The winner of the U. S. Minority Business Development Agency's (MBDA) Lifetime Achievement Award says the economic fate of America's African-American community "hangs in the balance" because "we are a fourth quarter people".
Michael Grant, president of the National Bankers Association and its foundation, says, "Unlike our Hispanic and Asian brothers and sisters, we had to spend the first three quarters just getting in the game...So you see, all things being equal, our ethnic counterparts came to the game with a different mindset, a different set of circumstances, a different self-image, and already with some capital from back home."
Grant was speaking during a joint press conference with the U. S. Black Chambers, Inc. two weeks after being notified he would receive the Minority Enterprise Development (MED) Abe Venable Legacy Lifetime Achievement Award Aug. 1.
The annual award is meant for a person who has exhibited "high standards of excellence, dedication and accomplishments over a lifetime", said MBDA National Director Alejandra Y. Castillo, preparing to present the award. "This award is granted to two individuals who have played an integral role in the creativity and professional progress of minority business development over the course of their lives."
The late Henry T. "Hank" Wilfong Jr., was also honored with the Legacy Award. He was founder of the National Association of Small Disadvantaged Businesses (NASDB), among a string of pioneering accomplishments that included service to presidents, governors and mayors. It was accepted by his widow, Wyllene Watson-Wilfong, who now runs the NASDB. Castillo said Wilfong was a "voice and trumpeter" for minority business development and stability.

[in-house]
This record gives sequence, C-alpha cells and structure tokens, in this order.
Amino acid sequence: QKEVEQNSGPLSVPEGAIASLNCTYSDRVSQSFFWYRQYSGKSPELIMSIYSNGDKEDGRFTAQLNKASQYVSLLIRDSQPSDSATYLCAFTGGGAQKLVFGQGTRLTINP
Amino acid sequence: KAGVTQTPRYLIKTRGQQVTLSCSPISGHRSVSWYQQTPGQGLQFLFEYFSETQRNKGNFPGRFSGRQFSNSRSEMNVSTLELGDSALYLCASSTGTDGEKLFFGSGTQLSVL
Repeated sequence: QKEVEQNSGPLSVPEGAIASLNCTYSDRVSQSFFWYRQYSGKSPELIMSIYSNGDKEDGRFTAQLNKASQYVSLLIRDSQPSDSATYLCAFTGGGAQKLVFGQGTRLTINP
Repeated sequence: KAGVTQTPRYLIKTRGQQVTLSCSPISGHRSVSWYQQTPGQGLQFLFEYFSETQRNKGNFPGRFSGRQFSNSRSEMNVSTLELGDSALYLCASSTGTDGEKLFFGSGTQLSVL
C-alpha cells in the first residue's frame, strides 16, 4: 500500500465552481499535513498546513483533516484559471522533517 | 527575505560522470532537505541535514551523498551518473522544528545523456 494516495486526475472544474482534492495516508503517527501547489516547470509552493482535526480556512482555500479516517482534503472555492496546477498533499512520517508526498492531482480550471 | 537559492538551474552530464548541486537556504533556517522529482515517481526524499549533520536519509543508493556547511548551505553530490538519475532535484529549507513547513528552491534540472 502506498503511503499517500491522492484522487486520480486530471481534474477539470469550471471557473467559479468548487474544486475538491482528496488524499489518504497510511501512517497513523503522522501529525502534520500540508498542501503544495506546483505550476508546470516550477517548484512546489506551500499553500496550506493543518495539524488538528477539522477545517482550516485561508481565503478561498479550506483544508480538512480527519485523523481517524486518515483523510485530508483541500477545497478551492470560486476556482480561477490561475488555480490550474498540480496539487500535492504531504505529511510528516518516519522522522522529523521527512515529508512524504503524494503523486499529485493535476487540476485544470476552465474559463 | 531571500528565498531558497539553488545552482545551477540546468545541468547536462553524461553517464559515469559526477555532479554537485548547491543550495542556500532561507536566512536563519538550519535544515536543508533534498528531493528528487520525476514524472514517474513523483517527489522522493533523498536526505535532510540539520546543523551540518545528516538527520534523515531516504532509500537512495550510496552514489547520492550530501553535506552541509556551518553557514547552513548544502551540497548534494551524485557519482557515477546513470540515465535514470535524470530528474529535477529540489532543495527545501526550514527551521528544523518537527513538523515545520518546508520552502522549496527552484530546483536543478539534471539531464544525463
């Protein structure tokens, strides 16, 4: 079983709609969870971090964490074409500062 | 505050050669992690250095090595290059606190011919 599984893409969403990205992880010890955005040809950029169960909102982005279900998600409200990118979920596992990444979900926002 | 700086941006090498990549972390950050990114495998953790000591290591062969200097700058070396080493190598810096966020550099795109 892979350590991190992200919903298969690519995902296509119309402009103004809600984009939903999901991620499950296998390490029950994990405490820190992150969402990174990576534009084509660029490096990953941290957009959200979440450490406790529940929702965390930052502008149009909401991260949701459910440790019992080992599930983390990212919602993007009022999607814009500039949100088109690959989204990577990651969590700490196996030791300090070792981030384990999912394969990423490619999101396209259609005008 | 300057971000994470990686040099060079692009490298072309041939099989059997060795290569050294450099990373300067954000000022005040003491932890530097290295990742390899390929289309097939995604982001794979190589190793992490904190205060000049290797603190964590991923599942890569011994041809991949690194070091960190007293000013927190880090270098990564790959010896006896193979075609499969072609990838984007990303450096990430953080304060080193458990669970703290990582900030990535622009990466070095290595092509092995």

Grant has for decades advocated for African-American economic participation, growth and sustainability. In his remarks upon receiving the award, he credited strategic partnerships for his successes. His activities over the past year alone includes a partnership with the U. S. Black Chambers Inc. and the Congressional Black Caucus Foundation to encourage African-American organizations to make their deposits in banks owned by African Americans.
Speaking at the press conference, Grant also joined with Busby to call for African-American businesses and consumers to "choose to work and do business as a team" by supporting each other. He described how the African-American community has struggled to attain economic parity only to be surpassed by other ethnic groups. He illustrated this by outlining the annual budgets of the three national chambers and the gross annual receipts of the businesses that they represent. According to Grant:
* The Hispanic chamber has an annual budget of $22 million. The average gross annual receipts of Hispanic businesses is $155,000.
* The Asian Chamber has an annual budget of $11 million. The average gross annual receipts of Asian businesses is $327,000.
* The African-American chamber has an annual budget of $900,000. The average gross annual receipts of African-American businesses is $71,000. And African American-owned businesses received only 1.7 percent of the guaranteed loans from the Small Business Administration last year.